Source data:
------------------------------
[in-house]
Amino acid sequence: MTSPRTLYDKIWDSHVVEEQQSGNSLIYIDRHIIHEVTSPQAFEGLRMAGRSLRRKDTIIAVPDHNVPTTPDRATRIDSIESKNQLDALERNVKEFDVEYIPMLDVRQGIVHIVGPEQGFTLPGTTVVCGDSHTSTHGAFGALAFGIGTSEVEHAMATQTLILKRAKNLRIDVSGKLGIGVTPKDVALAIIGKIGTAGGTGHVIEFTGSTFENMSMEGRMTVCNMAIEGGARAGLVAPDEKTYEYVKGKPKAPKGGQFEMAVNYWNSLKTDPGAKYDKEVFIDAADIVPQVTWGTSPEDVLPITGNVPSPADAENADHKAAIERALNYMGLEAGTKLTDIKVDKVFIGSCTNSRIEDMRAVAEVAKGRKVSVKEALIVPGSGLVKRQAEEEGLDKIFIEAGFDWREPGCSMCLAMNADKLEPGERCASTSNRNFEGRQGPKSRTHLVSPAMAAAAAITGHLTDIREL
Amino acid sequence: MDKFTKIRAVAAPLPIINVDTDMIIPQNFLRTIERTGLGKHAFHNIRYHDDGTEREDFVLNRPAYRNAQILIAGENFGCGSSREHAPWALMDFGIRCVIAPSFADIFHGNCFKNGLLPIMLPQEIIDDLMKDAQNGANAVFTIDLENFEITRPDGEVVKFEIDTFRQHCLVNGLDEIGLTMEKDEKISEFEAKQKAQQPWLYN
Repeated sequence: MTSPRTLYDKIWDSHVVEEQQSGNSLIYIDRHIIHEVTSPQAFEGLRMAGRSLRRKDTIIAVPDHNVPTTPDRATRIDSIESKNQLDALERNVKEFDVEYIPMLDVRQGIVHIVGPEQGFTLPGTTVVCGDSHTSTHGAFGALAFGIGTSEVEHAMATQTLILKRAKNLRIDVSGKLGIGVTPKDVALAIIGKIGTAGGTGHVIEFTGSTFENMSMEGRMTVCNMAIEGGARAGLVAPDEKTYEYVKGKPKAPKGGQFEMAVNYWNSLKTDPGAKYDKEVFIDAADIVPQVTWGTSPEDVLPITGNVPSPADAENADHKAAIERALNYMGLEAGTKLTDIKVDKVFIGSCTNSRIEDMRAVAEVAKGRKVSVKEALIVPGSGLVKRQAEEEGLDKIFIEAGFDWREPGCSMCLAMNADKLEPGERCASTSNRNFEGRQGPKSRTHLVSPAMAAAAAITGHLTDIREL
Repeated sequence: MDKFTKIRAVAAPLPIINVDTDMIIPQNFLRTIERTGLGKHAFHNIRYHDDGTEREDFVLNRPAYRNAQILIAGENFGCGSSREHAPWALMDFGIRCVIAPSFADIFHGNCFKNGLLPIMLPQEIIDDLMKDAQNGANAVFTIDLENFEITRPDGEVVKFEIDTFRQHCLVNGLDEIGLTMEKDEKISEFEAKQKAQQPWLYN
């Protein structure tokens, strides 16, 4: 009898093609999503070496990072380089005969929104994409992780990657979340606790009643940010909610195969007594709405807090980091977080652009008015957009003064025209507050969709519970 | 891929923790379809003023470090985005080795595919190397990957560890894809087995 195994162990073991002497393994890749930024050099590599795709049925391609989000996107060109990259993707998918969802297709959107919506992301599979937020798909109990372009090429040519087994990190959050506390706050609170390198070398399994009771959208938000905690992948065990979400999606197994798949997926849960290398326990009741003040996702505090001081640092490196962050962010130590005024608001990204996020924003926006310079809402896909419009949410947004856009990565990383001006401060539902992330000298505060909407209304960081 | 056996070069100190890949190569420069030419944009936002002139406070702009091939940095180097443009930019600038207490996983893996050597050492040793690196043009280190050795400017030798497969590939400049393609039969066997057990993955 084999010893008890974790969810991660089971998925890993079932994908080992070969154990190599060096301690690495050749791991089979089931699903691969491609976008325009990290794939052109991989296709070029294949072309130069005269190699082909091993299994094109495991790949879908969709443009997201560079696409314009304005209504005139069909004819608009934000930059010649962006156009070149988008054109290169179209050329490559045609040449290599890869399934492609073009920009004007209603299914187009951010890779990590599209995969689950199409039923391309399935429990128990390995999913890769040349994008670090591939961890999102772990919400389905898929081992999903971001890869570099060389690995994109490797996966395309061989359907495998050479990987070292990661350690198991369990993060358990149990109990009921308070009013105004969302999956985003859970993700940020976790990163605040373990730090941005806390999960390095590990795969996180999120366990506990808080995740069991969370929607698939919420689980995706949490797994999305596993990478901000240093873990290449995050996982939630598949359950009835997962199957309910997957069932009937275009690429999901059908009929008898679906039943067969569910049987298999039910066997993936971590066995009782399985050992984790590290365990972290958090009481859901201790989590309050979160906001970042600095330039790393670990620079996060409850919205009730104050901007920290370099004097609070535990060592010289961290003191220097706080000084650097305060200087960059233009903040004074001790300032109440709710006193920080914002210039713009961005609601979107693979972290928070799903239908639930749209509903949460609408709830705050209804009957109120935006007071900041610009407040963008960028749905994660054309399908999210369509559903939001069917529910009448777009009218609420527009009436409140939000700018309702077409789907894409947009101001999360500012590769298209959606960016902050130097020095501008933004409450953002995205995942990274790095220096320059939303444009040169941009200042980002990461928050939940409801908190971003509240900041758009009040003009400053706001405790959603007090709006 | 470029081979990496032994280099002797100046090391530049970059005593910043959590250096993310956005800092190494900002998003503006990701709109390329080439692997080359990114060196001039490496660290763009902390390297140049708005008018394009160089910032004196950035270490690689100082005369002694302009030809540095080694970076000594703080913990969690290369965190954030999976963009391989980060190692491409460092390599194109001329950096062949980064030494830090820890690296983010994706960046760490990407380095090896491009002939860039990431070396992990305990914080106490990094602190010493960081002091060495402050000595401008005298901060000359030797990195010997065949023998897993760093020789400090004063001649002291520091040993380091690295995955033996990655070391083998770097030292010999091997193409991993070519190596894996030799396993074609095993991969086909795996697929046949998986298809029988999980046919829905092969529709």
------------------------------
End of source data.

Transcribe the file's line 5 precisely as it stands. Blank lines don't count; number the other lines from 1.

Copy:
Repeated sequence: MDKFTKIRAVAAPLPIINVDTDMIIPQNFLRTIERTGLGKHAFHNIRYHDDGTEREDFVLNRPAYRNAQILIAGENFGCGSSREHAPWALMDFGIRCVIAPSFADIFHGNCFKNGLLPIMLPQEIIDDLMKDAQNGANAVFTIDLENFEITRPDGEVVKFEIDTFRQHCLVNGLDEIGLTMEKDEKISEFEAKQKAQQPWLYN